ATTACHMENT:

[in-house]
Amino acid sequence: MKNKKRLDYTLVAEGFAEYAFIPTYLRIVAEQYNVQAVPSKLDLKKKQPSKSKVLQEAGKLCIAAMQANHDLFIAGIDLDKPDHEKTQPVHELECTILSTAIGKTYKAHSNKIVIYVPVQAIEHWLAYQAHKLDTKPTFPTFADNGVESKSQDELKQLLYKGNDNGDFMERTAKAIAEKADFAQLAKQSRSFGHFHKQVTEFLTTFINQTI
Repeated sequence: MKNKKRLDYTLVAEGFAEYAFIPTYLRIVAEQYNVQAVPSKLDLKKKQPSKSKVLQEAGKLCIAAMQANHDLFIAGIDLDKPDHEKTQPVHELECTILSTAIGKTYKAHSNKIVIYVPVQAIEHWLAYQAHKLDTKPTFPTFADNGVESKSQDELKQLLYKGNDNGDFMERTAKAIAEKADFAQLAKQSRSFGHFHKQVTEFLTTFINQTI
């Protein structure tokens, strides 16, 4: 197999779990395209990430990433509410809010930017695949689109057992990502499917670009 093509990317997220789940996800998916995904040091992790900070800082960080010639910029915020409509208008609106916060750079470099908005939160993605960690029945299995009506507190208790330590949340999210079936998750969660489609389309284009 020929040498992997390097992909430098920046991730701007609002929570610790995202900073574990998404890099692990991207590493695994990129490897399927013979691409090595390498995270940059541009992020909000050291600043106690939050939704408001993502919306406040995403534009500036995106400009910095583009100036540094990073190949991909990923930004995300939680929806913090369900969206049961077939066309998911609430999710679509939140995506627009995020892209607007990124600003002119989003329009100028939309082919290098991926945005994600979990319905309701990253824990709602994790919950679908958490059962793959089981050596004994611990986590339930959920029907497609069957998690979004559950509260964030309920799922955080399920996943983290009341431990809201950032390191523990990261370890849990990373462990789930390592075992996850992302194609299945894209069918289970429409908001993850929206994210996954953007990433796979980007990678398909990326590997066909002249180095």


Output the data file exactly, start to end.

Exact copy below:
[in-house]
Amino acid sequence: MKNKKRLDYTLVAEGFAEYAFIPTYLRIVAEQYNVQAVPSKLDLKKKQPSKSKVLQEAGKLCIAAMQANHDLFIAGIDLDKPDHEKTQPVHELECTILSTAIGKTYKAHSNKIVIYVPVQAIEHWLAYQAHKLDTKPTFPTFADNGVESKSQDELKQLLYKGNDNGDFMERTAKAIAEKADFAQLAKQSRSFGHFHKQVTEFLTTFINQTI
Repeated sequence: MKNKKRLDYTLVAEGFAEYAFIPTYLRIVAEQYNVQAVPSKLDLKKKQPSKSKVLQEAGKLCIAAMQANHDLFIAGIDLDKPDHEKTQPVHELECTILSTAIGKTYKAHSNKIVIYVPVQAIEHWLAYQAHKLDTKPTFPTFADNGVESKSQDELKQLLYKGNDNGDFMERTAKAIAEKADFAQLAKQSRSFGHFHKQVTEFLTTFINQTI
């Protein structure tokens, strides 16, 4: 197999779990395209990430990433509410809010930017695949689109057992990502499917670009 093509990317997220789940996800998916995904040091992790900070800082960080010639910029915020409509208008609106916060750079470099908005939160993605960690029945299995009506507190208790330590949340999210079936998750969660489609389309284009 020929040498992997390097992909430098920046991730701007609002929570610790995202900073574990998404890099692990991207590493695994990129490897399927013979691409090595390498995270940059541009992020909000050291600043106690939050939704408001993502919306406040995403534009500036995106400009910095583009100036540094990073190949991909990923930004995300939680929806913090369900969206049961077939066309998911609430999710679509939140995506627009995020892209607007990124600003002119989003329009100028939309082919290098991926945005994600979990319905309701990253824990709602994790919950679908958490059962793959089981050596004994611990986590339930959920029907497609069957998690979004559950509260964030309920799922955080399920996943983290009341431990809201950032390191523990990261370890849990990373462990789930390592075992996850992302194609299945894209069918289970429409908001993850929206994210996954953007990433796979980007990678398909990326590997066909002249180095």